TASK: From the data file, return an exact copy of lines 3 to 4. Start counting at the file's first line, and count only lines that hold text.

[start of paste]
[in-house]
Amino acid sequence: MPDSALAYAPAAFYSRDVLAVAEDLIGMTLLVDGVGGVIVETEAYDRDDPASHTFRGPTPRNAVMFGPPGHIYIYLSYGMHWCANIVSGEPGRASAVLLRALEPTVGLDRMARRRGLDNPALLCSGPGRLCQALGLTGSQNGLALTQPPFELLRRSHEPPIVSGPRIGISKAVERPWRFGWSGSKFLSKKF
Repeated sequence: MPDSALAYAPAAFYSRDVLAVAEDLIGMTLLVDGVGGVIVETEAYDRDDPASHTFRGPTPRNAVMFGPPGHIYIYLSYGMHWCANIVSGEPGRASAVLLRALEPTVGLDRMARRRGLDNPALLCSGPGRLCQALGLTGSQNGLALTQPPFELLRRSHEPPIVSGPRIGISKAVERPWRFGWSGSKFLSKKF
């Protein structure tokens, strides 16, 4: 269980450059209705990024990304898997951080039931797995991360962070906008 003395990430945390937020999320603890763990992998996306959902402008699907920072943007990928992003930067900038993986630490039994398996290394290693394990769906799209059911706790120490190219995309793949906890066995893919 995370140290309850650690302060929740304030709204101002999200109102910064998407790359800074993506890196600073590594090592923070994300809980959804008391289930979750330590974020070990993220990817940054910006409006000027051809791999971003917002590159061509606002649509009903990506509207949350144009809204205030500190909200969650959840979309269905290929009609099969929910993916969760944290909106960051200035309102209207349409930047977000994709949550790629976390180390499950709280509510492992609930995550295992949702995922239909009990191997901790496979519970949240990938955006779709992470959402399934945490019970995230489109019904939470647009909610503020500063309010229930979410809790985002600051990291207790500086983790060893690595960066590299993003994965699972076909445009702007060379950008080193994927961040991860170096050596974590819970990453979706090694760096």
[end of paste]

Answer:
Repeated sequence: MPDSALAYAPAAFYSRDVLAVAEDLIGMTLLVDGVGGVIVETEAYDRDDPASHTFRGPTPRNAVMFGPPGHIYIYLSYGMHWCANIVSGEPGRASAVLLRALEPTVGLDRMARRRGLDNPALLCSGPGRLCQALGLTGSQNGLALTQPPFELLRRSHEPPIVSGPRIGISKAVERPWRFGWSGSKFLSKKF
């Protein structure tokens, strides 16, 4: 269980450059209705990024990304898997951080039931797995991360962070906008 003395990430945390937020999320603890763990992998996306959902402008699907920072943007990928992003930067900038993986630490039994398996290394290693394990769906799209059911706790120490190219995309793949906890066995893919 995370140290309850650690302060929740304030709204101002999200109102910064998407790359800074993506890196600073590594090592923070994300809980959804008391289930979750330590974020070990993220990817940054910006409006000027051809791999971003917002590159061509606002649509009903990506509207949350144009809204205030500190909200969650959840979309269905290929009609099969929910993916969760944290909106960051200035309102209207349409930047977000994709949550790629976390180390499950709280509510492992609930995550295992949702995922239909009990191997901790496979519970949240990938955006779709992470959402399934945490019970995230489109019904939470647009909610503020500063309010229930979410809790985002600051990291207790500086983790060893690595960066590299993003994965699972076909445009702007060379950008080193994927961040991860170096050596974590819970990453979706090694760096």